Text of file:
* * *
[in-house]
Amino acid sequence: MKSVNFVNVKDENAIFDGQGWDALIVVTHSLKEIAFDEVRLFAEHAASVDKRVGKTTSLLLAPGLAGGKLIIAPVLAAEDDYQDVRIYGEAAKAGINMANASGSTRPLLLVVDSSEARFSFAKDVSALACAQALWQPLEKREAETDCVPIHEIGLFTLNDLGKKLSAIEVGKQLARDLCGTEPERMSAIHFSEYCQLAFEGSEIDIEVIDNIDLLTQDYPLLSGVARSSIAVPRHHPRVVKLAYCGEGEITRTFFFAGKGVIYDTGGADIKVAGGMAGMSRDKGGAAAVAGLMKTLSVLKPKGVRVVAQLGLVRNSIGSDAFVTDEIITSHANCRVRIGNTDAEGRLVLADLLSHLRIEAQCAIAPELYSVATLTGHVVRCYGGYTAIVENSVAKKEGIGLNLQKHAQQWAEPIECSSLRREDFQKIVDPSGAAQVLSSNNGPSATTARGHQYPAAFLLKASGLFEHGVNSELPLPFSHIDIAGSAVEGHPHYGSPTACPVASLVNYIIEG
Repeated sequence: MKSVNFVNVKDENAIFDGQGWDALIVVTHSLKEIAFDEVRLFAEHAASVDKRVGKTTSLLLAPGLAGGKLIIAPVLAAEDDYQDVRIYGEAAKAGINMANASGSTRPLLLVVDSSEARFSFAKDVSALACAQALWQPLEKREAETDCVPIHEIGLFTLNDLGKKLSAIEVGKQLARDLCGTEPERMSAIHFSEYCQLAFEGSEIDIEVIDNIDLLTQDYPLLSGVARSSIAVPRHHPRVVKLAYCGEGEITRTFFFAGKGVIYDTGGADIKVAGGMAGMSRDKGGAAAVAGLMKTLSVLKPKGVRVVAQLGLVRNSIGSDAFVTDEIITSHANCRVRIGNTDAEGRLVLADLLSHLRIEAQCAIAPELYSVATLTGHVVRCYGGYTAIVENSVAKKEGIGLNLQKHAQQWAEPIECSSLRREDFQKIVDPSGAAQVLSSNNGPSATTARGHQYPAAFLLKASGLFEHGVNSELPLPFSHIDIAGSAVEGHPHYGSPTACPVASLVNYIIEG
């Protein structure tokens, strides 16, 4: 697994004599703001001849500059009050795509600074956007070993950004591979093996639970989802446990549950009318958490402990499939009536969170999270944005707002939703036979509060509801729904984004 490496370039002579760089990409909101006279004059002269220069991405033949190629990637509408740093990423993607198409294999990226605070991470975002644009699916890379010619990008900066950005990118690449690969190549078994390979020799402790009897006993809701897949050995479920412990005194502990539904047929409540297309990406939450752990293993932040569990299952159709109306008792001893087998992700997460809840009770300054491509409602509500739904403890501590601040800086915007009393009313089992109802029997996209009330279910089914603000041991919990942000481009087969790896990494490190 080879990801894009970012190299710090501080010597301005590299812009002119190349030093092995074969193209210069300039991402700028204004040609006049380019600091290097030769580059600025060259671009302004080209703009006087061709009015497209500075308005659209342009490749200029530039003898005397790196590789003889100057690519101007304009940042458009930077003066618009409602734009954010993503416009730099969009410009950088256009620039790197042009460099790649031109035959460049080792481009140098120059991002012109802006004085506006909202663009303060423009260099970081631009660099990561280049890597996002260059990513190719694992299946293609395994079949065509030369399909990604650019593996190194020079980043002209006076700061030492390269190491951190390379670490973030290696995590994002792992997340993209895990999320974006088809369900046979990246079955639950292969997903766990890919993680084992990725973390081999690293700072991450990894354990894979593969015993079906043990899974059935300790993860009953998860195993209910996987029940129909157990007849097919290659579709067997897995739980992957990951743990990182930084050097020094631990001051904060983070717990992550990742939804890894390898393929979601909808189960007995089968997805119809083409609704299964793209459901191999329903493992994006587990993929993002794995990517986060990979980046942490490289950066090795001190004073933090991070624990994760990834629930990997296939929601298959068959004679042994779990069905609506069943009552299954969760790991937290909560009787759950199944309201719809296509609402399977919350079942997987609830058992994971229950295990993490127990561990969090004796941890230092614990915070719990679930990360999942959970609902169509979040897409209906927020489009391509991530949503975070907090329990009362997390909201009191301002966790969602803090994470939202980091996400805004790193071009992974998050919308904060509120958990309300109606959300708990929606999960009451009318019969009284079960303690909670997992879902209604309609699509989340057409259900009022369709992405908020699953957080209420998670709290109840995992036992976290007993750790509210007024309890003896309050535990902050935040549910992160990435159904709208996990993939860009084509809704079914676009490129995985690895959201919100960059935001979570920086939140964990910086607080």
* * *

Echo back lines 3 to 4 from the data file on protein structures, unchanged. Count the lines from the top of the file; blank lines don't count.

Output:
Repeated sequence: MKSVNFVNVKDENAIFDGQGWDALIVVTHSLKEIAFDEVRLFAEHAASVDKRVGKTTSLLLAPGLAGGKLIIAPVLAAEDDYQDVRIYGEAAKAGINMANASGSTRPLLLVVDSSEARFSFAKDVSALACAQALWQPLEKREAETDCVPIHEIGLFTLNDLGKKLSAIEVGKQLARDLCGTEPERMSAIHFSEYCQLAFEGSEIDIEVIDNIDLLTQDYPLLSGVARSSIAVPRHHPRVVKLAYCGEGEITRTFFFAGKGVIYDTGGADIKVAGGMAGMSRDKGGAAAVAGLMKTLSVLKPKGVRVVAQLGLVRNSIGSDAFVTDEIITSHANCRVRIGNTDAEGRLVLADLLSHLRIEAQCAIAPELYSVATLTGHVVRCYGGYTAIVENSVAKKEGIGLNLQKHAQQWAEPIECSSLRREDFQKIVDPSGAAQVLSSNNGPSATTARGHQYPAAFLLKASGLFEHGVNSELPLPFSHIDIAGSAVEGHPHYGSPTACPVASLVNYIIEG
């Protein structure tokens, strides 16, 4: 697994004599703001001849500059009050795509600074956007070993950004591979093996639970989802446990549950009318958490402990499939009536969170999270944005707002939703036979509060509801729904984004 490496370039002579760089990409909101006279004059002269220069991405033949190629990637509408740093990423993607198409294999990226605070991470975002644009699916890379010619990008900066950005990118690449690969190549078994390979020799402790009897006993809701897949050995479920412990005194502990539904047929409540297309990406939450752990293993932040569990299952159709109306008792001893087998992700997460809840009770300054491509409602509500739904403890501590601040800086915007009393009313089992109802029997996209009330279910089914603000041991919990942000481009087969790896990494490190 080879990801894009970012190299710090501080010597301005590299812009002119190349030093092995074969193209210069300039991402700028204004040609006049380019600091290097030769580059600025060259671009302004080209703009006087061709009015497209500075308005659209342009490749200029530039003898005397790196590789003889100057690519101007304009940042458009930077003066618009409602734009954010993503416009730099969009410009950088256009620039790197042009460099790649031109035959460049080792481009140098120059991002012109802006004085506006909202663009303060423009260099970081631009660099990561280049890597996002260059990513190719694992299946293609395994079949065509030369399909990604650019593996190194020079980043002209006076700061030492390269190491951190390379670490973030290696995590994002792992997340993209895990999320974006088809369900046979990246079955639950292969997903766990890919993680084992990725973390081999690293700072991450990894354990894979593969015993079906043990899974059935300790993860009953998860195993209910996987029940129909157990007849097919290659579709067997897995739980992957990951743990990182930084050097020094631990001051904060983070717990992550990742939804890894390898393929979601909808189960007995089968997805119809083409609704299964793209459901191999329903493992994006587990993929993002794995990517986060990979980046942490490289950066090795001190004073933090991070624990994760990834629930990997296939929601298959068959004679042994779990069905609506069943009552299954969760790991937290909560009787759950199944309201719809296509609402399977919350079942997987609830058992994971229950295990993490127990561990969090004796941890230092614990915070719990679930990360999942959970609902169509979040897409209906927020489009391509991530949503975070907090329990009362997390909201009191301002966790969602803090994470939202980091996400805004790193071009992974998050919308904060509120958990309300109606959300708990929606999960009451009318019969009284079960303690909670997992879902209604309609699509989340057409259900009022369709992405908020699953957080209420998670709290109840995992036992976290007993750790509210007024309890003896309050535990902050935040549910992160990435159904709208996990993939860009084509809704079914676009490129995985690895959201919100960059935001979570920086939140964990910086607080």